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Introduction. Nobody doubts that computers have had a profound influence on the study of human cognition. The very existence of a discipline called Cognitive Science is a tribute to this influence. One of the principal characteristics that distinguishes Cognitive Science from more traditional studies of cognition within Psychology, is the extent to which it has been influenced by both the ideas and the techniques of computing. It may come as a surprise to the outsider, then, to discover that there is no unanimity within the discipline on either (a) the nature (and in some cases the desireabilty) of the influence and (b) what computing is --- or at least on its -- essential character, as this pertains to Cognitive Science. In this essay I will attempt to comment on both these questions.Lectures facultatives supplémentaires:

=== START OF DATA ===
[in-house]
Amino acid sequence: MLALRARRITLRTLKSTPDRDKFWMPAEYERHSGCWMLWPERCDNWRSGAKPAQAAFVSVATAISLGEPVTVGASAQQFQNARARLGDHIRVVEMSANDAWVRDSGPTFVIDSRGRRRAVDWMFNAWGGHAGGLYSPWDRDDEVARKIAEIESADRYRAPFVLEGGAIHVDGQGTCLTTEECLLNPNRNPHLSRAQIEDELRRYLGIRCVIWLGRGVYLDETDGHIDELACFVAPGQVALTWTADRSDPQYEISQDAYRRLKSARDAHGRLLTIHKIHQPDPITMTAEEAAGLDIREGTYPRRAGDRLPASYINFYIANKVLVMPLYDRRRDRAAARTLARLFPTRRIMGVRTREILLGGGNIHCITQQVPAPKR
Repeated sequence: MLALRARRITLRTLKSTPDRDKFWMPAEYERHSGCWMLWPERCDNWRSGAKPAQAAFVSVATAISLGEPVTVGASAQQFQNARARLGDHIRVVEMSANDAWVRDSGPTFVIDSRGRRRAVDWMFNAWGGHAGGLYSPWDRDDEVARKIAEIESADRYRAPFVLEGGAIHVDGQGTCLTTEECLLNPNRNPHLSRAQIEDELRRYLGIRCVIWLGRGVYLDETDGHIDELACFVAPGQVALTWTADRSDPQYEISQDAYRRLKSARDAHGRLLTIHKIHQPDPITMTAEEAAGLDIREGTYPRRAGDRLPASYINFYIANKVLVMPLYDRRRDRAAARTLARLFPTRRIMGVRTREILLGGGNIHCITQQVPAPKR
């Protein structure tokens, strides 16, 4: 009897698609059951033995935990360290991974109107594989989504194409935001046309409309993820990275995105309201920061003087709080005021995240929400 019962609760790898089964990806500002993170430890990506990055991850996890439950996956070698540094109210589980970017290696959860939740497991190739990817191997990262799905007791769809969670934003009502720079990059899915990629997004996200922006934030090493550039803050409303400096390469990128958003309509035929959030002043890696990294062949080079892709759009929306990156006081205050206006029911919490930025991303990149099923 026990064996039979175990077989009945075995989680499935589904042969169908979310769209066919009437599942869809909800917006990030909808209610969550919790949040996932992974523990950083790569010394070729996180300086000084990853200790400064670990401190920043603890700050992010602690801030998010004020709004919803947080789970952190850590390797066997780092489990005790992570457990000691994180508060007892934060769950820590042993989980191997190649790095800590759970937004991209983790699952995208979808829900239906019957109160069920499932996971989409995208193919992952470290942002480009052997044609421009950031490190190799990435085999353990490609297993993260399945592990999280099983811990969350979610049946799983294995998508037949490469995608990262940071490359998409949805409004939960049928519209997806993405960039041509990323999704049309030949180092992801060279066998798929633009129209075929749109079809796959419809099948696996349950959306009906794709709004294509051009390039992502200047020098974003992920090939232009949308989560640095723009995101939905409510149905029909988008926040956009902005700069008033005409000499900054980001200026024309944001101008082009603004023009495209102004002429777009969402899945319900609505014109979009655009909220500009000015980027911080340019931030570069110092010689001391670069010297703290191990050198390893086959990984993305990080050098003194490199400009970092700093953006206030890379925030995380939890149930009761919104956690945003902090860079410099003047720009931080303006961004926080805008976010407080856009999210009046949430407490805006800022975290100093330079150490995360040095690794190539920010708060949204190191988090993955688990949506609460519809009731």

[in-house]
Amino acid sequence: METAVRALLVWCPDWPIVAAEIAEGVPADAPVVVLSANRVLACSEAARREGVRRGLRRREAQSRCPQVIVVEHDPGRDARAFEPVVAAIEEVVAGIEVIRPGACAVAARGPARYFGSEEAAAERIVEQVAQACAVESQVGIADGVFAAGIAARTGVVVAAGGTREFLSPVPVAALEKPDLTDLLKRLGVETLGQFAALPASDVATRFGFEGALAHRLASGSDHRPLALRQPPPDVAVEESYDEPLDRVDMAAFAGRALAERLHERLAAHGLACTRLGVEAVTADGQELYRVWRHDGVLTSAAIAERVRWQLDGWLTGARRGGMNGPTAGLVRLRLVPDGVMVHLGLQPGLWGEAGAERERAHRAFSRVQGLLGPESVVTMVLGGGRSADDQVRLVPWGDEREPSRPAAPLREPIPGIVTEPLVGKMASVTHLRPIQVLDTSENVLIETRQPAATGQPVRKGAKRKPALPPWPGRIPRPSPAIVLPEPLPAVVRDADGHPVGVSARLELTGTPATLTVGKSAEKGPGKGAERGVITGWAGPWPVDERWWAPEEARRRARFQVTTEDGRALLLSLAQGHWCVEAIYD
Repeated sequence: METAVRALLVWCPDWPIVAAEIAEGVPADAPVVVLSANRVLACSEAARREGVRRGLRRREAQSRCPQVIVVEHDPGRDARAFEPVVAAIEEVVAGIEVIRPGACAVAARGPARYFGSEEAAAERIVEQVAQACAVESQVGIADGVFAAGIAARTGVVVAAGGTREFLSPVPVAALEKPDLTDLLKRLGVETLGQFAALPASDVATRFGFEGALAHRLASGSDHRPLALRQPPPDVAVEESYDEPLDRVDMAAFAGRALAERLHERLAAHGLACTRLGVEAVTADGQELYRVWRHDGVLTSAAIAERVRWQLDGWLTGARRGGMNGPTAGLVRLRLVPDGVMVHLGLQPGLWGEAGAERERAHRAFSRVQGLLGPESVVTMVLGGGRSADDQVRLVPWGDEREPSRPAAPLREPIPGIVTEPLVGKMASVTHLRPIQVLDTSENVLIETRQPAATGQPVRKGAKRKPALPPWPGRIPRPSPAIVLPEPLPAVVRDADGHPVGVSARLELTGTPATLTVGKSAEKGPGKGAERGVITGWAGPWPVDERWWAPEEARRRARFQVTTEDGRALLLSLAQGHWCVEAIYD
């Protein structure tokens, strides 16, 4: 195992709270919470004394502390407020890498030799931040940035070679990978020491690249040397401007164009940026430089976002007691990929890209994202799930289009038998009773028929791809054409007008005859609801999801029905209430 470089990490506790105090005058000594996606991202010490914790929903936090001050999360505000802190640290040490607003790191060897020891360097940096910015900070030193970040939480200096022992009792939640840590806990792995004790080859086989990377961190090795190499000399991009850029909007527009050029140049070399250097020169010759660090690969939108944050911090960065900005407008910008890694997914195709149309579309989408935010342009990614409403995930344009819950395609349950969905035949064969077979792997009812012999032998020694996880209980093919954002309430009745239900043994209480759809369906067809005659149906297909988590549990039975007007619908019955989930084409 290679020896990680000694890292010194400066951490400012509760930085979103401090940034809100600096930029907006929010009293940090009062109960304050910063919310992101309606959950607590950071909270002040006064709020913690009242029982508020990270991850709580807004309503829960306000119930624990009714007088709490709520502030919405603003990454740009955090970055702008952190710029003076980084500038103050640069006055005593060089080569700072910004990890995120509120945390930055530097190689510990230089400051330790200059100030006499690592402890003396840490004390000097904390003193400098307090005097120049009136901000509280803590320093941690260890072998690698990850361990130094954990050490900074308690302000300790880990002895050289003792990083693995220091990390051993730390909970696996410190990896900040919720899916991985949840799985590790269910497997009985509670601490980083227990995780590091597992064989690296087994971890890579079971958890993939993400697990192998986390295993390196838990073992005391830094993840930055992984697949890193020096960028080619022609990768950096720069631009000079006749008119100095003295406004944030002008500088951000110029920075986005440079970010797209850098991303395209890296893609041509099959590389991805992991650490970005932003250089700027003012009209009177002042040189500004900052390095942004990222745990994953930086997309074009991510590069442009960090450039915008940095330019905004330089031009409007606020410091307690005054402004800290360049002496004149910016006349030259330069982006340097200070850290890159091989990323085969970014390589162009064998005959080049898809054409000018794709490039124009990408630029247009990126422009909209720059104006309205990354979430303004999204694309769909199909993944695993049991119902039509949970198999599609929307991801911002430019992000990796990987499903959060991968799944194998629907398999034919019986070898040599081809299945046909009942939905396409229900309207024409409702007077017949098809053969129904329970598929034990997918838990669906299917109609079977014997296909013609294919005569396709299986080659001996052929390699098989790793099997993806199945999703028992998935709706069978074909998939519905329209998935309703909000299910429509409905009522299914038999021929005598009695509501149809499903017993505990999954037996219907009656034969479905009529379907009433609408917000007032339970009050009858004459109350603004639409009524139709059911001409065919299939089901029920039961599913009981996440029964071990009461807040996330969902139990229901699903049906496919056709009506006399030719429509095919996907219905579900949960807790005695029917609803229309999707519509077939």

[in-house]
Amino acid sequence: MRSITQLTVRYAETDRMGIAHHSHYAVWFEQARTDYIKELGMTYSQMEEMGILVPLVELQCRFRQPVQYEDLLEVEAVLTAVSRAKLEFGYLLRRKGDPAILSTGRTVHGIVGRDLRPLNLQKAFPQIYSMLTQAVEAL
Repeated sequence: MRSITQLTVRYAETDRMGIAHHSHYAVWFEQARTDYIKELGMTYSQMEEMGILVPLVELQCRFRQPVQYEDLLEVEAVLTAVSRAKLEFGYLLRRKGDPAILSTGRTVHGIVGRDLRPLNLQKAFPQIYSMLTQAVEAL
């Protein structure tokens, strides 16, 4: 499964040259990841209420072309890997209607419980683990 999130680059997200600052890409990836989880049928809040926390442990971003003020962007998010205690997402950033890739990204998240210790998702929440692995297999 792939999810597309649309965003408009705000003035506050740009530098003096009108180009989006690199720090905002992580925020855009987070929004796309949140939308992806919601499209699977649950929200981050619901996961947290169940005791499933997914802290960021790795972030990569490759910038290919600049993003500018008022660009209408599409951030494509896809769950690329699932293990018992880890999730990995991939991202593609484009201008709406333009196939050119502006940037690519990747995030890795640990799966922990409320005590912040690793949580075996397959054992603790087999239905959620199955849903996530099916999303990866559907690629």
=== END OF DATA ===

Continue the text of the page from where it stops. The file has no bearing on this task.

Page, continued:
Meunier, J. G. (2014). Humanités numériques ou computationnelles: Enjeux herméneutiques. Sens-Public.
Milkowski, M. (2013). Computational Theory of Mind. Internet Encyclopedia of Philosophy.
Horst, S. (2009). The computational theory of mind.
Pylyshyn, Z. W. (1980). Computation and cognition: Issues in the foundations of cognitive science. Behavioral and Brain Sciences, 3(01), 111-132.
Pylyshyn, Z. W. (1984). Computation and cognition. Cambridge, MA: MIT press.